Posted by: Peter Scott | June 29, 2006

DW Design (2) – staging data

As mentioned yesterday, the staging area of the data warehouse has three functional uses:

  • It is the initial target for data loads from source systems
  • It validates the incoming data for integrity
  • It is the data source for information to be published the ‘user visible” layers of the data warehouse

Optionally, it may also be where the logic to transform incoming data is applied.

Data loading: Early Oracle data warehouses used one of two techniques to populate the staging layer, reading in flat files and loading them with, say SQL Loader or directly querying source systems through database links. Although these methods are still widely used, subsequent versions of Oracle have offered more sophisticated approaches. SQL Loader advanced to have direct path load options and other techniques became available. From Oracle 9 onwards it became possible to query flat files directly from the database and technologies developed (or enhanced) for database replication and recovery added some very useful techniques for capturing incoming data; in particular log mining and transportable tablespaces offer some powerful features within data warehouse data load.

Once loaded into staging tables it is a good idea to check the validity of the data. Minimally, we check for duplicated data and that all of the foreign keys have parents, this can be further extended range check attribute values. For reference data I favour checking that the whole of loaded reference set is self-consistent; that is all hierarchical relationships (such a state has a country as a parent) are present. For fact data I favour validating against the already published data in the raw data layer. Using enabled foreign keys for referential integrity checking may not be the best approach for performance. One technique I have used in the past is to load the stage table with all of its constraints disabled and then to enable the constraints with and exceptions into clause, this captures the rowids of the rows that fail validation. Simplistically we then copy the rows that fail validation into a ‘rejects’ table and delete them from stage table, remember though it quite possible for a row to reject for more than one reason, it is also good practice to datestamp the rejected rows and give a reason for rejection, if only to help support staff find our what is wrong with the data!. Another technique to validate data is to outer join the stage table with its foreign keys and then use a multi-table insert to separate rejected data (which has null values in the joined key columns) from the valid.

Normally we only publish data that does not already exist in the data warehouse. For reference data this would imply we look for changes between the already published and the newly staged. This can be achieved using the SQL MINUS operator followed by an upsert merge of the resulting set of changed and new records. If we are tracking slowly changing dimensions we would insert both the new and changed records with some form of date stamp to mark the effective date. Most DW systems would not delete reference items where they no longer exist in the incoming feed, simply because there may be historical fact that refers to it.

In the case of fact data we would generally insert it into the historic fact tables. But there are a wealth of techniques we can us to this and often they depend on the design we have adopted for the raw fact layer. I’ll look at this next time.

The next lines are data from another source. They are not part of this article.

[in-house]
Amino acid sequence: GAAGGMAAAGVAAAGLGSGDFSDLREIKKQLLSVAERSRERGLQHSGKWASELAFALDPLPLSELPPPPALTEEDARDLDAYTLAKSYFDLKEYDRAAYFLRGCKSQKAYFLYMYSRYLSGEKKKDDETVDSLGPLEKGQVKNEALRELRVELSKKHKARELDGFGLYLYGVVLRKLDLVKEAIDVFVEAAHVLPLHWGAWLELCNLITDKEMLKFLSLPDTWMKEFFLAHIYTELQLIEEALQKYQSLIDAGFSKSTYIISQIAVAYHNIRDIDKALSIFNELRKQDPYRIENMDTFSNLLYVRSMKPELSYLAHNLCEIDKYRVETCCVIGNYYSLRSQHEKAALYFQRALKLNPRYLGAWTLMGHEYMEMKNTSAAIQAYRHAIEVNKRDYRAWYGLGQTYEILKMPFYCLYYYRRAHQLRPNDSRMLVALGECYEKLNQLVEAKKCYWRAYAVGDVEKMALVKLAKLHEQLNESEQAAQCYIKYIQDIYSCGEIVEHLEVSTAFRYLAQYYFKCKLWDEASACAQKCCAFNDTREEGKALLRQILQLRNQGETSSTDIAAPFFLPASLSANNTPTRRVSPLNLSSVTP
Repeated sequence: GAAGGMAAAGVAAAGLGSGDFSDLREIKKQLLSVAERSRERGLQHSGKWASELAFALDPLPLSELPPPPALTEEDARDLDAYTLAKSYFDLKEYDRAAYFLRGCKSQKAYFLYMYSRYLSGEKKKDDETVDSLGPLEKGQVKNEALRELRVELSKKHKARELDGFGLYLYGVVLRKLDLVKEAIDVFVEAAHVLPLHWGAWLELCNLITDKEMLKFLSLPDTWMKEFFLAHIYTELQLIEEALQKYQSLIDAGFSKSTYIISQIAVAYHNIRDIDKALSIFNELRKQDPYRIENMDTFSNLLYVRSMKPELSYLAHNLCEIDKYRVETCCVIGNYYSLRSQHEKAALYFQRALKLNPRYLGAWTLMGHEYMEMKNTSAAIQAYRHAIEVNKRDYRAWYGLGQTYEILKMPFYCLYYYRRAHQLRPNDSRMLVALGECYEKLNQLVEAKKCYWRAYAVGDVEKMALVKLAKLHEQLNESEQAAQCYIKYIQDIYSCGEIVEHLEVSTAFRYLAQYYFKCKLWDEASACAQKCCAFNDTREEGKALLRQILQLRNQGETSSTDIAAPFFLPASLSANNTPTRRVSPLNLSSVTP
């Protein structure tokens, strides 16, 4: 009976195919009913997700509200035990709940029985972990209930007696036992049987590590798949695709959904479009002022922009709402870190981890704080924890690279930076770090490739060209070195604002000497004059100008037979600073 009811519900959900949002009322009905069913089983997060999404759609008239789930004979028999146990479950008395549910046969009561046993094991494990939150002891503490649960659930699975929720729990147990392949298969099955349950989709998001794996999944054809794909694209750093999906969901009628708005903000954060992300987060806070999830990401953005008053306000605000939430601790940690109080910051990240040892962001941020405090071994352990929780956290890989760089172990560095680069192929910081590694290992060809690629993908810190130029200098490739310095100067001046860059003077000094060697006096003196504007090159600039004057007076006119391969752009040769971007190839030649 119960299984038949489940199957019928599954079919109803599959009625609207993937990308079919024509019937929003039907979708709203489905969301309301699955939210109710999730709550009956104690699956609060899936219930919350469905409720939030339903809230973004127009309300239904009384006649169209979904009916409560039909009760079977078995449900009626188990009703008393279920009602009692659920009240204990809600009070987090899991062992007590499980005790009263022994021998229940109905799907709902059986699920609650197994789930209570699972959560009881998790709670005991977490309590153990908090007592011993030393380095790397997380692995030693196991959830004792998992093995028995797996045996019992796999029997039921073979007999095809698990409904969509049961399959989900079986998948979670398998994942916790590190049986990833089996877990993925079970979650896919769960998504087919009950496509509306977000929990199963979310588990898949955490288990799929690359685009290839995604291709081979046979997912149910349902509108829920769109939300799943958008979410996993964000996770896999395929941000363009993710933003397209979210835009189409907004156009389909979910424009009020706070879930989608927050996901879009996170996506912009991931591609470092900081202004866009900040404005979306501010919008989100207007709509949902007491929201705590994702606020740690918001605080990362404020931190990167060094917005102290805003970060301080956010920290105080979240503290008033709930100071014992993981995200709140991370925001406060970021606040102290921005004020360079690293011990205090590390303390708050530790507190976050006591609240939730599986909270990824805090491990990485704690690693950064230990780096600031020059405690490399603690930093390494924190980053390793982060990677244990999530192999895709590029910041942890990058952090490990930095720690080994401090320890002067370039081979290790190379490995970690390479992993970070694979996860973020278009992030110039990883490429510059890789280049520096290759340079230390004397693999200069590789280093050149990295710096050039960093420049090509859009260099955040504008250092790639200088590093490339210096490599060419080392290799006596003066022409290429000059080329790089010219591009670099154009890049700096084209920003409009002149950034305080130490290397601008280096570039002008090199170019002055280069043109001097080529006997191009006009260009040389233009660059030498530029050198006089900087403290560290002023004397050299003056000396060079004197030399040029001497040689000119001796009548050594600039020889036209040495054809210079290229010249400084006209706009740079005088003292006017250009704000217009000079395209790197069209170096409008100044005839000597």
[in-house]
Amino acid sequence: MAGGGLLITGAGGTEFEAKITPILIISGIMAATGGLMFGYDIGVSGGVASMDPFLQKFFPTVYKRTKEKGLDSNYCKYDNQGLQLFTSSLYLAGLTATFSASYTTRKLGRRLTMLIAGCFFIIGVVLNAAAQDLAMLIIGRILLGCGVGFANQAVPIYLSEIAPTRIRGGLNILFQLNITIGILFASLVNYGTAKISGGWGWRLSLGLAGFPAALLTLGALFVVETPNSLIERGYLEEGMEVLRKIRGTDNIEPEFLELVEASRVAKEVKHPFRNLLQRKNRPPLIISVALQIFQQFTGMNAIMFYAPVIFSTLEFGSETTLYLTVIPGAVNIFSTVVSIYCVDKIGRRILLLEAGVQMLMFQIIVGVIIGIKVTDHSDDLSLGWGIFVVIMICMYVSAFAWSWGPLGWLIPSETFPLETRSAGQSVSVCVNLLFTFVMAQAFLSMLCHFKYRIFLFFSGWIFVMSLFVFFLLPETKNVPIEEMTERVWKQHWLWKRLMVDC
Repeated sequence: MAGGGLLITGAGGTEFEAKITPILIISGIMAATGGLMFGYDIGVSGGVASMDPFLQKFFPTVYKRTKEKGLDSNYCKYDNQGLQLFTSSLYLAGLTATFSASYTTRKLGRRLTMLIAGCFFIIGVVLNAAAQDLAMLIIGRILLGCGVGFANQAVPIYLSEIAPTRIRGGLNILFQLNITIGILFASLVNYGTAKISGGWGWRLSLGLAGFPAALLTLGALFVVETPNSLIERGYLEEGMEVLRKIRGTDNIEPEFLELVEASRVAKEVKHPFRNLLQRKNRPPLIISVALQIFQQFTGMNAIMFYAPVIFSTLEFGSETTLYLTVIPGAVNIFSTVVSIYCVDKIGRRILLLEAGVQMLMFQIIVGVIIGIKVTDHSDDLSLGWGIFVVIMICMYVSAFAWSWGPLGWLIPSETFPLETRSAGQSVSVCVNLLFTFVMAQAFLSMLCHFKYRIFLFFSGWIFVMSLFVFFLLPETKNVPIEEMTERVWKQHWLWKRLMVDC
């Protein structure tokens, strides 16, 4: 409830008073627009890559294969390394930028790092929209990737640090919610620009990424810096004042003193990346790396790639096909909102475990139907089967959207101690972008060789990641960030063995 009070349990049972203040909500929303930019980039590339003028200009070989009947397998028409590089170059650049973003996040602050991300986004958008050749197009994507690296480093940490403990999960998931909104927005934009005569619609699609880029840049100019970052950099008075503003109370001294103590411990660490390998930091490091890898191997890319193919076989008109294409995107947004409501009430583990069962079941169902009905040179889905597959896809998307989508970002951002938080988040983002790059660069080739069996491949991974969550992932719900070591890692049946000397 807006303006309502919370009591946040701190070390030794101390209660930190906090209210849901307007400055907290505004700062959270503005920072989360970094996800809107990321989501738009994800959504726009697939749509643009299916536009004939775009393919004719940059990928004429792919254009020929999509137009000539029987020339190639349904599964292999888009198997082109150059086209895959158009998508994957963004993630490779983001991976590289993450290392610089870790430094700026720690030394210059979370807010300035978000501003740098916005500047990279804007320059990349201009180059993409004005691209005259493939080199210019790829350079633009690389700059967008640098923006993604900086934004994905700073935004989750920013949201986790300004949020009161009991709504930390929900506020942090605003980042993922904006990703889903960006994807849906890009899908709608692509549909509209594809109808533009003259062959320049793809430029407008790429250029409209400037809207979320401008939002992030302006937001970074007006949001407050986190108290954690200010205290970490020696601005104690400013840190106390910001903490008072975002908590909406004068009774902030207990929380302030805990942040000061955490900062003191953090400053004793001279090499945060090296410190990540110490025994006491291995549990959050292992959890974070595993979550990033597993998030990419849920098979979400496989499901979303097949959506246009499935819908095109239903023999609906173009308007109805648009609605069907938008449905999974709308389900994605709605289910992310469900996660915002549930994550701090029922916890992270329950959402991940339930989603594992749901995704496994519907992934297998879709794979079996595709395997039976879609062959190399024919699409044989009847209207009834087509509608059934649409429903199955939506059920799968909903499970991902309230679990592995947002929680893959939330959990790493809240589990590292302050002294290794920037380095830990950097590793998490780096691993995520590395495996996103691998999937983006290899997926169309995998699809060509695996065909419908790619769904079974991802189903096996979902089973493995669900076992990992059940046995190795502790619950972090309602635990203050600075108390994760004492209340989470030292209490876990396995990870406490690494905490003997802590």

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Responses

  1. hi
    can u give me some idea about the single stage and multi stage data warehouses along wid a diagram(if any). U can also send me the regarding info. at my mail Id: back2mohit@yahoo.co.in
    Regards
    Mohit

    • Host Based single-stage (LAN) Datawarehouses
      With a LAN-based warehouse, data delivery can be managed either centrally or from the workgroup environment so that business groups can meet and manage their own information needs without burdening centralized IT resources.
      Limitations/challenges:
      LAN-based warehousing solutions are normally limited by both DBMS and hardware scalability factors.
      Many LAN based enterprises have not implemented adequate job scheduling, recovery management, organized maintenance, and performance monitoring procedures to support robust warehousing solutions.
      Often these warehouses are dependent on other platforms for source data. Building an environment that has data integrity, recoverability, and security needs careful design, planning and implementation. Otherwise, synchronisation of changes and loads from sources to server could cause innumerable problems.

      2 Multistage Datawarehouses
      This configuration is well suited to environments where endusers in different capacities require access to both summarized data for up-to-the-minute tactical decisions as well as summarized, cumulative data for long-term strategic decisions. Both ODS (Operation Data Store) and the data warehouse may reside on host-based on LAN-based databases, depending on volume and usage requirements. Typically the ODS stores only the most recent records. The data warehouse stores the historical evolution of the records.

  2. hello,
    could u please send me details of various types of datawarehouses i.e. host based,single stage,LAN based ,multistage,distributed,virtual datawarehouses
    along with diagram
    u can send me this on my e-mail id: monika04verma@gmail.com


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